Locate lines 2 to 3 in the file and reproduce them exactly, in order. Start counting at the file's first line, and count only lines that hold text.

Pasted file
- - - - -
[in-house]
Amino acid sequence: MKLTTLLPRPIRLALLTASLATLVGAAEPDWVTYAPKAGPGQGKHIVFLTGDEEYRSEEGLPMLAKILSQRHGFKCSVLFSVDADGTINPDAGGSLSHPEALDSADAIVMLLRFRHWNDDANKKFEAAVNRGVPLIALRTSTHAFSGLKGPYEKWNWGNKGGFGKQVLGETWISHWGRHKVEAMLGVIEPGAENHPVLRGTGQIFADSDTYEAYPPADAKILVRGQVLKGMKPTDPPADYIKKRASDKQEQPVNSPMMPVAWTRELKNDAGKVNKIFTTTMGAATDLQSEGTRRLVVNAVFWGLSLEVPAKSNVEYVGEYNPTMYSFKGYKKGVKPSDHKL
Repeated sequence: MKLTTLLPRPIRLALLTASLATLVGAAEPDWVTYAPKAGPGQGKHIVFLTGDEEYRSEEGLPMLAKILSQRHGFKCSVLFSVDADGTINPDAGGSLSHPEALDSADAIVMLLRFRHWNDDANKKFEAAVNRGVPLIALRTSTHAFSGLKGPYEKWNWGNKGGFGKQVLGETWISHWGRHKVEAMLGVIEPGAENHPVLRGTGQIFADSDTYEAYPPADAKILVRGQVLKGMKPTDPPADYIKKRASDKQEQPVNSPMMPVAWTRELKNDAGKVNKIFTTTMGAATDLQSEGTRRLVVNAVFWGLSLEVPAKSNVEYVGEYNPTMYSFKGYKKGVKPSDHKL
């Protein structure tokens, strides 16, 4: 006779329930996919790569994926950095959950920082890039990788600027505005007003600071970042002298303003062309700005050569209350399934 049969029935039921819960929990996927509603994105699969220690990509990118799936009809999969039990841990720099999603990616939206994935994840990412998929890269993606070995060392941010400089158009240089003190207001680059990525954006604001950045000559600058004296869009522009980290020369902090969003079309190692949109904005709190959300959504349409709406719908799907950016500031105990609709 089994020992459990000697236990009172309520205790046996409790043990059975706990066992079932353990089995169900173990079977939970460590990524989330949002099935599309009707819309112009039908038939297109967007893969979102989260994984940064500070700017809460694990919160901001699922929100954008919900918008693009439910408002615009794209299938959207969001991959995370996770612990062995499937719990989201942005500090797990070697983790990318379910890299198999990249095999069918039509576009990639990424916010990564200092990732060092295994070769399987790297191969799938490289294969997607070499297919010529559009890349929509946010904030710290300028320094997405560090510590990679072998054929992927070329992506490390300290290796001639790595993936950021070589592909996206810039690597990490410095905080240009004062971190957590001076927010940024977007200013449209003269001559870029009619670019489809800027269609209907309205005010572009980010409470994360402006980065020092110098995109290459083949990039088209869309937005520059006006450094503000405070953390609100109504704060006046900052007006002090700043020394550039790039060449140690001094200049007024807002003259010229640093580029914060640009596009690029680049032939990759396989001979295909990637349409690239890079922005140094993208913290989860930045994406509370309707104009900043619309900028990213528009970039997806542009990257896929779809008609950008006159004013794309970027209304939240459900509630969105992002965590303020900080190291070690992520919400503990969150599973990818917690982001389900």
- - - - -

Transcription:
Amino acid sequence: MKLTTLLPRPIRLALLTASLATLVGAAEPDWVTYAPKAGPGQGKHIVFLTGDEEYRSEEGLPMLAKILSQRHGFKCSVLFSVDADGTINPDAGGSLSHPEALDSADAIVMLLRFRHWNDDANKKFEAAVNRGVPLIALRTSTHAFSGLKGPYEKWNWGNKGGFGKQVLGETWISHWGRHKVEAMLGVIEPGAENHPVLRGTGQIFADSDTYEAYPPADAKILVRGQVLKGMKPTDPPADYIKKRASDKQEQPVNSPMMPVAWTRELKNDAGKVNKIFTTTMGAATDLQSEGTRRLVVNAVFWGLSLEVPAKSNVEYVGEYNPTMYSFKGYKKGVKPSDHKL
Repeated sequence: MKLTTLLPRPIRLALLTASLATLVGAAEPDWVTYAPKAGPGQGKHIVFLTGDEEYRSEEGLPMLAKILSQRHGFKCSVLFSVDADGTINPDAGGSLSHPEALDSADAIVMLLRFRHWNDDANKKFEAAVNRGVPLIALRTSTHAFSGLKGPYEKWNWGNKGGFGKQVLGETWISHWGRHKVEAMLGVIEPGAENHPVLRGTGQIFADSDTYEAYPPADAKILVRGQVLKGMKPTDPPADYIKKRASDKQEQPVNSPMMPVAWTRELKNDAGKVNKIFTTTMGAATDLQSEGTRRLVVNAVFWGLSLEVPAKSNVEYVGEYNPTMYSFKGYKKGVKPSDHKL